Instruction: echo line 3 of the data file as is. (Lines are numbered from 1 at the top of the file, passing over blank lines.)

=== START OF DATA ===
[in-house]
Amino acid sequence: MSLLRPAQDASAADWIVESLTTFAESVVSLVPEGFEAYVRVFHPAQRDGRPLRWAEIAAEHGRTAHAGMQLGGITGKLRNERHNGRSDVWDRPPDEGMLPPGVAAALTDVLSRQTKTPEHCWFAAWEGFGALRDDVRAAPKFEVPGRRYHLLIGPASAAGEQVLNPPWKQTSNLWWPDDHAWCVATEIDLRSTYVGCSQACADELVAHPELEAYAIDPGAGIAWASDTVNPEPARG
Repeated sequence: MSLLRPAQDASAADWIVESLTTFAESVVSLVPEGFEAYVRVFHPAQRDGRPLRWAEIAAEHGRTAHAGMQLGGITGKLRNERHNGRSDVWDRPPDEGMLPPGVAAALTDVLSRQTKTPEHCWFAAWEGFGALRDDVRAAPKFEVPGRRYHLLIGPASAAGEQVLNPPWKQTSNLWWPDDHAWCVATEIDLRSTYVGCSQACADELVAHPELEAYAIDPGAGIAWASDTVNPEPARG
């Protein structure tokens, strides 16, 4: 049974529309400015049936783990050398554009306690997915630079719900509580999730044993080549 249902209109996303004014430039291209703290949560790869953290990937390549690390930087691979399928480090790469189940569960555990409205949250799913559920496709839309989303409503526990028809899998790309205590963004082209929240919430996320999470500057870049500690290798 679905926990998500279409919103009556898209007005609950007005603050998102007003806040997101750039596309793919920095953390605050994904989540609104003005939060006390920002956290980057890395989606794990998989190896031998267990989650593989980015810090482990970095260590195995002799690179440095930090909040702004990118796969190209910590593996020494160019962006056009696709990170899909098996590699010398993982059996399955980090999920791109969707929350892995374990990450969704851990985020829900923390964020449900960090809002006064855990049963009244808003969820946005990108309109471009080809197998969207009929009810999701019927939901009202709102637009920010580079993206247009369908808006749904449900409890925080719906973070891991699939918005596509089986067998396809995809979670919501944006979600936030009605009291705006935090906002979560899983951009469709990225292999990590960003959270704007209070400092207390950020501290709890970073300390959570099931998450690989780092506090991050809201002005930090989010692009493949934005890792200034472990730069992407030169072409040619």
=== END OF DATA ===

Repeated sequence: MSLLRPAQDASAADWIVESLTTFAESVVSLVPEGFEAYVRVFHPAQRDGRPLRWAEIAAEHGRTAHAGMQLGGITGKLRNERHNGRSDVWDRPPDEGMLPPGVAAALTDVLSRQTKTPEHCWFAAWEGFGALRDDVRAAPKFEVPGRRYHLLIGPASAAGEQVLNPPWKQTSNLWWPDDHAWCVATEIDLRSTYVGCSQACADELVAHPELEAYAIDPGAGIAWASDTVNPEPARG